Friday, May 30, 2014

Orchid Colonization

As a youngster, I always thought of orchids as being extremely delicate plants that needed exacting conditions in order to grow and flower.  I probably formed that opinion from watching TV shows in which hothouse orchids expired from encounters with cold drafts or little boy’s fingers.  I held on to my opinion until adulthood, but things changed when I was introduced to some of Ohio’s resident orchid species.  If these plants could survive the wild extremes of our weather patterns, they must possess a healthy dose of toughness and stamina.  The Blue Jay Barrens orchids, such as these Large Twayblades, express some of those qualities.

These orchids are growing in what, 30 years ago, was an annually plowed field devoted to the production of agricultural grain crops.  This exact spot is near the edge of the field in a location that was also used as a travel lane to move harvest equipment in and out of the field.  I planted a White Pine windbreak here 28 years ago that has since developed into a pine shaded strip with a thick bed of needles.  Into this, orchids have arisen.

If these flowers are properly pollinated, there will result a multitude of tiny seeds that are light enough to be picked up and carried long distances by the wind.  Those seeds just have to find the proper environment in which to germinate and develop new plants.

It’s encouraging to think that the cropland soil could recover sufficiently in less than 30 years to be the proper medium for an orchid plant.  This event doesn’t fit my earlier perception of orchid behavior.  Highly compacted, heavily eroded cropland soil just doesn’t seem to be an ideal environment in which to find a plant as exotic as an orchid.

What was once a single blooming plant has become two.  This small leaf, growing beside the two mature plants, is indication that next year may bring a trio of blooming orchids.

Marked by sticks on my walking path is another species of orchid that has found the old crop field a suitable site for colonization.

Ragged Fringed Orchid is a plant of the open fields.  Unfortunately, it’s hard to see when growing in a field full of tall grasses.  Each year I mark those growing up in the trail, but something always seems to happen to them before they bloom.  I’m hoping one will produce a flower so I can get some photos.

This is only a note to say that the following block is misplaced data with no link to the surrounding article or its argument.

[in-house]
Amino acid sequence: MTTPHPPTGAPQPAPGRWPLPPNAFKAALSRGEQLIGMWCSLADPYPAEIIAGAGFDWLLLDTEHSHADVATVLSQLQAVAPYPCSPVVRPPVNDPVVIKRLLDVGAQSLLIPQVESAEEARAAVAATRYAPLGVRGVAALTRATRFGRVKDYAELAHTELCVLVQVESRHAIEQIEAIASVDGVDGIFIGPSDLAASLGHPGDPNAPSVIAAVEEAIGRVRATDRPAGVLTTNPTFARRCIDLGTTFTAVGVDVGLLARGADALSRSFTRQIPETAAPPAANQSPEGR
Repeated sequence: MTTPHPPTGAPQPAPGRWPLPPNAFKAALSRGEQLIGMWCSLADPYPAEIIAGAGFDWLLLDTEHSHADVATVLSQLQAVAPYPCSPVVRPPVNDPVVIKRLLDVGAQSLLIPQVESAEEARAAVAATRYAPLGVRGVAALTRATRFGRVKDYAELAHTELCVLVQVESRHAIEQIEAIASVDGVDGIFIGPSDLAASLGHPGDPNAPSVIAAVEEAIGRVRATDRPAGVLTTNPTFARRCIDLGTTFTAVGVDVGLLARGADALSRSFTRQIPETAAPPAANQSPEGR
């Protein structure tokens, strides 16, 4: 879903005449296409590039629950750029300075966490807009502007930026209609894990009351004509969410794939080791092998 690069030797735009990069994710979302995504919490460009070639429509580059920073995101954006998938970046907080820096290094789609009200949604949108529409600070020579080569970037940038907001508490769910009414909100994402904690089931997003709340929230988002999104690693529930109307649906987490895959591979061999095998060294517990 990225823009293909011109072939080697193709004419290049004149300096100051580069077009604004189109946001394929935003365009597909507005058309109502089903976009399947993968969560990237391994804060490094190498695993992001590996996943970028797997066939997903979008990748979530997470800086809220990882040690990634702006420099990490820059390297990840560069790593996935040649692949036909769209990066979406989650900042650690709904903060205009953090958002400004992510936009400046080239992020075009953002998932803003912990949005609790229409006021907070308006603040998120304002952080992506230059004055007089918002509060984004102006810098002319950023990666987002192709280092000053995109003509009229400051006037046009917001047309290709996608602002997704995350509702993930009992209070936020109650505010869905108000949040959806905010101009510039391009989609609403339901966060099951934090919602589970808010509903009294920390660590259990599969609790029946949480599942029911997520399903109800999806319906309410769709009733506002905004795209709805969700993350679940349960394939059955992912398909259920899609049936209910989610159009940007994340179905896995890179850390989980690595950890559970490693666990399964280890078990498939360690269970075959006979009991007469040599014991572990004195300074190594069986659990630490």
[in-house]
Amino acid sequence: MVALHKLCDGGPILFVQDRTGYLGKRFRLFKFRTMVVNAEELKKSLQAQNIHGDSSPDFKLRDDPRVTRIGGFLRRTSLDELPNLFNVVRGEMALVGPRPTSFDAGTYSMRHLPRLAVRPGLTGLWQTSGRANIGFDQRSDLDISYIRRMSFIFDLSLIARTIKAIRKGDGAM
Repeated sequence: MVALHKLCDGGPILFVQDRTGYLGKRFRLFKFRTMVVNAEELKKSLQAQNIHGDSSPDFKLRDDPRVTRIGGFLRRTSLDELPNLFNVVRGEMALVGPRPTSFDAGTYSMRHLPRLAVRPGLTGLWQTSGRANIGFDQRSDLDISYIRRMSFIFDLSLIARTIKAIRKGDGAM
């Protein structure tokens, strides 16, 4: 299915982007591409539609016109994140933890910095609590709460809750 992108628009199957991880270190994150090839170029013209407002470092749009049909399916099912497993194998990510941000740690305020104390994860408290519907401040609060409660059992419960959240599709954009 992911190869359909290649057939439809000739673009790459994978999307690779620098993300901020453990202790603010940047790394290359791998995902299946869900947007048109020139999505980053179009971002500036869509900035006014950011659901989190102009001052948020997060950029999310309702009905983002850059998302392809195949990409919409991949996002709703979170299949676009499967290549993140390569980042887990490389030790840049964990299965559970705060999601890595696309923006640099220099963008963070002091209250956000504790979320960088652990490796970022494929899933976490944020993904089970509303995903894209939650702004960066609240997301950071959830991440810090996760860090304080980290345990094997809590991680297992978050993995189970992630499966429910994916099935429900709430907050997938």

This plant is looking quite healthy.  That bud should produce an impressive display.

This one isn’t faring nearly as well as the first.  Weevils have been feeding heavily here.

A third has succumbed to some type of wilt.  I’ve seen Ragged Fringed Orchids blooming in the field in the past, but that was pre digital camera.  I’ve already give it credit for being a tough plant and it has certainly established itself widely across the field.  It would just please me greatly if one of those tenacious plants would favor me with a flower.

Wednesday, May 28, 2014

Seed Harvest

This was a rough year for the small winter annuals that live in the barrens.  These plants begin their growth in the late fall and flower in early spring.  They grow as long as sunlight is available, but this year, frequent snowstorms kept the ground covered for most of the winter. When winter finally ended, the plants had developed to just a fraction of their normal size.  Small plant size corresponds into a reduced seed crop.  For a plant that dies following seed production, fewer seeds likely mean a reduced population size the following year.  Several bad years in a row could eliminate a population.

My container grown plants came through the year in excellent shape.  Unlike their wild counterparts, these plants displayed the best the species can produce.  They proved an excellent example of how slightly different growing conditions can make a big difference in results.  The Leavenworthia uniflora shown here are as robust as any I have ever seen.

I grow plants in containers so that I can observe the daily changes in plant development.  A secondary goal in raising the more rare species is to produce seed that can be used to augment what is being produced naturally.  The original seed for these plants came from the barrens of Blue Jay Barrens.  Extra seed produced in containers is returned to the site of the wild population. 

The fruits are stuffed full of seeds.  This is about an average yield for the container grown plants.  Those in the barrens only produce four seeds at best.

I’ve been collecting seeds from the container for a week now.  The photo above illustrates a typical day’s harvest, a total of about 40 fruits.  I harvest the fruits just as they begin to split and expose the seeds.  I miss plenty, so there are more than enough seeds left in the container for next season.

Harvested fruits are left to dry for a few days.

When the seeds have completely dried, they are stored in an envelope until planting time.

Once I harvest the last of the seeds, I’ll take them out and scatter them on the barrens.  Leavenworthia seeds need a period of hot weather to allow them to break dormancy and germinate in the fall, so it’s important to get them planted while there is still plenty of summer yet to come.  I’ve also found that it’s best to plant seeds at the same time they would naturally be dropping from the plant.  That way they are naturally going to get the treatment they need for germination.  Hopefully, the coming winter will be more conducive to Leavenworthia growth and the barrens will produce a record crop next year.

Monday, May 26, 2014

Water Garden

The Water Garden has now been in existence for 14 years.  In that time, the composition of flora and fauna has been constantly changing.  I’ve tried to guide that change to create what I believe would be the ideal situation, but the Water Garden has proven to be a dynamic force that will not be tamed.